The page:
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Monday, Jan 18th, 2010

Classifications (read more)

While conversations about classifications in our sport have been nonstop ever since the conception of the USTRC, in fact those USTRC classifications are the reason we enjoy the large ropings and hefty payouts that are commonplace anymore. The sport has shown this growth because the industry has adhered to a set of rules regarding ropers’ abilities. There’s a sense of comfort in knowing that your level of competition is consistent from Florida to California.

There are plenty of different membership card classifications out there – but let’s be honest, those classifications were initially (and still are) based on your USTRC classification.And rightfully so, considering the USTRC has done a remarkable job amassing more than 20 years of data on over 160,000 ropers across the country.

The World Series organization has created some new conversations among ropers by issuing its own classifications in 2010. I have some huge concerns about another new classification system. I believe with a new system, it’s inevitable that a particular roper can get an advantage that creates a disadvantage to other ropers who didn’t get the nod.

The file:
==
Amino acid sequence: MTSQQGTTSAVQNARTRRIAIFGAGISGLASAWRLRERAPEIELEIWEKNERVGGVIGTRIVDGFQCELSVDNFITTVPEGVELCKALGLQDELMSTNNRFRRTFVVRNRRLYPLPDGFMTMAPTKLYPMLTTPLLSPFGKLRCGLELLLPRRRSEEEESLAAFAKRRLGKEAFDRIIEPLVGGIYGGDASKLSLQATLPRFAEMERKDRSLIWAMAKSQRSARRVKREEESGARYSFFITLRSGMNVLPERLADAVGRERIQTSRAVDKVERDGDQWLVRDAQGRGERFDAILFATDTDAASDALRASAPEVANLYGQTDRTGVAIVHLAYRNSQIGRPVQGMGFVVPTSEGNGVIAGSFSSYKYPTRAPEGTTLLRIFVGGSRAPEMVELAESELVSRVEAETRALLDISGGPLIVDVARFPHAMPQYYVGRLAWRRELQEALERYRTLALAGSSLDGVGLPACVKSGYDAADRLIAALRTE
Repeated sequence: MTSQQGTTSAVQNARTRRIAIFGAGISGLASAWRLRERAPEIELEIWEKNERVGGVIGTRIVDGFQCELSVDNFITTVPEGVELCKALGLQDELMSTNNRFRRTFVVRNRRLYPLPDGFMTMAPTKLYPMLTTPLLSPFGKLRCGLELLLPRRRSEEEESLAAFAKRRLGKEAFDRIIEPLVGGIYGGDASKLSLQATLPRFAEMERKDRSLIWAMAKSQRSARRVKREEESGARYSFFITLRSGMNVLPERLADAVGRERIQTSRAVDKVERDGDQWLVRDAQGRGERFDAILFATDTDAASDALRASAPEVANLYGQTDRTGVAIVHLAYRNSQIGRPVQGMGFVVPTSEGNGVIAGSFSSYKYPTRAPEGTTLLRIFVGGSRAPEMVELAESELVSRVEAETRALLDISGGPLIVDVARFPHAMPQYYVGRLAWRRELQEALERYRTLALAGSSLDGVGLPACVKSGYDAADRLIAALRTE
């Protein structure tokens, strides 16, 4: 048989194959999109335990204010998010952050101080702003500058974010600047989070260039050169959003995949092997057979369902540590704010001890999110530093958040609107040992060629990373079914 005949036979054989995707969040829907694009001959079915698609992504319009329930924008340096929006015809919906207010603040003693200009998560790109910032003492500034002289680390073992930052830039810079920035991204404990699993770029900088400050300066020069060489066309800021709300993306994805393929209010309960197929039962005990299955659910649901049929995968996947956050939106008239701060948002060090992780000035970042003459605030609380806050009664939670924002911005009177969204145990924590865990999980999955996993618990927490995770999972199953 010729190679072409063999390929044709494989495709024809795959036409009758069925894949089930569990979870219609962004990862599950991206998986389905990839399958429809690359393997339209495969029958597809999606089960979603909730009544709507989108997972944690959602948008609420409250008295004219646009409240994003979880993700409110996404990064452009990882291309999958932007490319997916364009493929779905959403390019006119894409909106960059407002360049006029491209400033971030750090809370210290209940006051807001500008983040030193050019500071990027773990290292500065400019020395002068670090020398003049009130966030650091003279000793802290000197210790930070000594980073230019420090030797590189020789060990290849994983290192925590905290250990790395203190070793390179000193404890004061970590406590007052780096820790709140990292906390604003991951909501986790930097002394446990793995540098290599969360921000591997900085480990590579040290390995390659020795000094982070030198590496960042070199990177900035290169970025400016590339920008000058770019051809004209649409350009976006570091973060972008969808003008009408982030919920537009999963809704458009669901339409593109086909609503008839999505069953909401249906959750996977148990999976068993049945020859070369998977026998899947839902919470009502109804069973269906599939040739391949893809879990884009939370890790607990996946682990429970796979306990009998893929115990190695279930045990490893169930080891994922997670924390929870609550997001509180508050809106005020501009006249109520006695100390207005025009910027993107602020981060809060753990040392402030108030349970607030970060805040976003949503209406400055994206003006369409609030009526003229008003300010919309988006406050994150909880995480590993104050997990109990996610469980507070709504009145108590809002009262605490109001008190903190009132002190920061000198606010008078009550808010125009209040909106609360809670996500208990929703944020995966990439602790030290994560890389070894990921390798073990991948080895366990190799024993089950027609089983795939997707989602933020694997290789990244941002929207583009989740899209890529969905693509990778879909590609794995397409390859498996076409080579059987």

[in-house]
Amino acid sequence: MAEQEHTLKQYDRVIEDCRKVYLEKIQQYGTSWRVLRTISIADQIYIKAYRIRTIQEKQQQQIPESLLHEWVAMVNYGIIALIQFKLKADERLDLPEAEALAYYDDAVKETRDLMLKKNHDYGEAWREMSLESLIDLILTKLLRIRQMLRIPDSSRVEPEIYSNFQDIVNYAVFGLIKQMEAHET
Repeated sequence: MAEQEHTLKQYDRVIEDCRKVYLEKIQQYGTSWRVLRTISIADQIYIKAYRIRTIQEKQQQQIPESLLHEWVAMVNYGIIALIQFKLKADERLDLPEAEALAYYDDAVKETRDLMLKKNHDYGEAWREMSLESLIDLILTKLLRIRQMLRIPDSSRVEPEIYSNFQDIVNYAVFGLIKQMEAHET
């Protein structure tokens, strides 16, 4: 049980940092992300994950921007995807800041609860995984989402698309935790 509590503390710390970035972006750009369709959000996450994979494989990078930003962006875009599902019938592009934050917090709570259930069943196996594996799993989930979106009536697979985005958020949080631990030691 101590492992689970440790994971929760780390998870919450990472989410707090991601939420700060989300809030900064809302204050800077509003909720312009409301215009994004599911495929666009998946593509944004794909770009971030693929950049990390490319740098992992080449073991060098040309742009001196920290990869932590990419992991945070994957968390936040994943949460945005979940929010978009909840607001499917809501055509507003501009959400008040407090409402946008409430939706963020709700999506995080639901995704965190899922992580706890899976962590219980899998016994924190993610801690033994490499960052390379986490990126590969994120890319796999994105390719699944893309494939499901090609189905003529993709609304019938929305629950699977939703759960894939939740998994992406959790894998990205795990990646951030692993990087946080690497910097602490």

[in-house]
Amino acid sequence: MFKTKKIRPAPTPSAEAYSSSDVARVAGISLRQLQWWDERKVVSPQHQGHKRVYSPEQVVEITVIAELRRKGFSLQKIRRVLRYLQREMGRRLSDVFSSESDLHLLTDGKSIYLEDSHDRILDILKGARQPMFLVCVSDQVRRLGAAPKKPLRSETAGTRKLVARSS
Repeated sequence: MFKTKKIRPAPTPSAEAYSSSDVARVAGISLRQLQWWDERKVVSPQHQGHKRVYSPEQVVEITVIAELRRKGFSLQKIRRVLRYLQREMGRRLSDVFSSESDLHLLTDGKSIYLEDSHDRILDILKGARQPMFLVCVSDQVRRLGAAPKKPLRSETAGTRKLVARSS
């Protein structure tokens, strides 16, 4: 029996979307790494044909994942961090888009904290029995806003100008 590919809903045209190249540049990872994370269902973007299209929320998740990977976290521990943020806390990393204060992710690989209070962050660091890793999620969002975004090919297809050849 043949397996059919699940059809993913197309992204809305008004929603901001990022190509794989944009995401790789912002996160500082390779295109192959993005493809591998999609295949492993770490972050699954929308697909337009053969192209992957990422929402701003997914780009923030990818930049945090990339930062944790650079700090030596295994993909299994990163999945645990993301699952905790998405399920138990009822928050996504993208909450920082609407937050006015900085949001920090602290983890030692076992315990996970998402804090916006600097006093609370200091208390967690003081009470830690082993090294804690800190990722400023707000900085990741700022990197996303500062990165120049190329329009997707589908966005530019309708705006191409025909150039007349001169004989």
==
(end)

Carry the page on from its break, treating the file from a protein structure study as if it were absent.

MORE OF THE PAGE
I feel that introducing another classification system will fragment the industry and cause team ropings to once again become regionalized and broken down into little backyard jackpots with each set of ropers protecting their own.

I’ve had a couple of conversations about these concerns with Denny Gentry, and he told me that my concern is exactly what he wasn’t trying to do.He said he was only trying to service his membership and that he doesn’t see or want his classifications used outside of World Series events.